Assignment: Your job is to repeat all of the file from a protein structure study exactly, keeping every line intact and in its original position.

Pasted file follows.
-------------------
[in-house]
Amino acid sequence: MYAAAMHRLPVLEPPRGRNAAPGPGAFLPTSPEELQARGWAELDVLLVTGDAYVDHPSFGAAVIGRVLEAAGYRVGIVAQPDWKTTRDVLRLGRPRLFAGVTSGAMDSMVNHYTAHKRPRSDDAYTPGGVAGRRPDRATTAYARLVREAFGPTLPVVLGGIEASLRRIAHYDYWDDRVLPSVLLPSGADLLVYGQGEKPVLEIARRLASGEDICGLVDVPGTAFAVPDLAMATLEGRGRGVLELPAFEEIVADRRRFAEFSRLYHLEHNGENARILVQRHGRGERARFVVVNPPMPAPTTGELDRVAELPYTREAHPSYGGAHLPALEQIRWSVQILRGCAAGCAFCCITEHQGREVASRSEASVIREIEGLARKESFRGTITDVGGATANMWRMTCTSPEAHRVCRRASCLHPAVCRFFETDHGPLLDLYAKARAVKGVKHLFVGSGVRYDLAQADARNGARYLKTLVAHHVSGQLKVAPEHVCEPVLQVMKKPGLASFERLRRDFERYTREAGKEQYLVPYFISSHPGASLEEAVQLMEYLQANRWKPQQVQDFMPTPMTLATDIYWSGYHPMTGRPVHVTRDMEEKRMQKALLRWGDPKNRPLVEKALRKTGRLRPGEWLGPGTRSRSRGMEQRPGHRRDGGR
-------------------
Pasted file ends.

[in-house]
Amino acid sequence: MYAAAMHRLPVLEPPRGRNAAPGPGAFLPTSPEELQARGWAELDVLLVTGDAYVDHPSFGAAVIGRVLEAAGYRVGIVAQPDWKTTRDVLRLGRPRLFAGVTSGAMDSMVNHYTAHKRPRSDDAYTPGGVAGRRPDRATTAYARLVREAFGPTLPVVLGGIEASLRRIAHYDYWDDRVLPSVLLPSGADLLVYGQGEKPVLEIARRLASGEDICGLVDVPGTAFAVPDLAMATLEGRGRGVLELPAFEEIVADRRRFAEFSRLYHLEHNGENARILVQRHGRGERARFVVVNPPMPAPTTGELDRVAELPYTREAHPSYGGAHLPALEQIRWSVQILRGCAAGCAFCCITEHQGREVASRSEASVIREIEGLARKESFRGTITDVGGATANMWRMTCTSPEAHRVCRRASCLHPAVCRFFETDHGPLLDLYAKARAVKGVKHLFVGSGVRYDLAQADARNGARYLKTLVAHHVSGQLKVAPEHVCEPVLQVMKKPGLASFERLRRDFERYTREAGKEQYLVPYFISSHPGASLEEAVQLMEYLQANRWKPQQVQDFMPTPMTLATDIYWSGYHPMTGRPVHVTRDMEEKRMQKALLRWGDPKNRPLVEKALRKTGRLRPGEWLGPGTRSRSRGMEQRPGHRRDGGR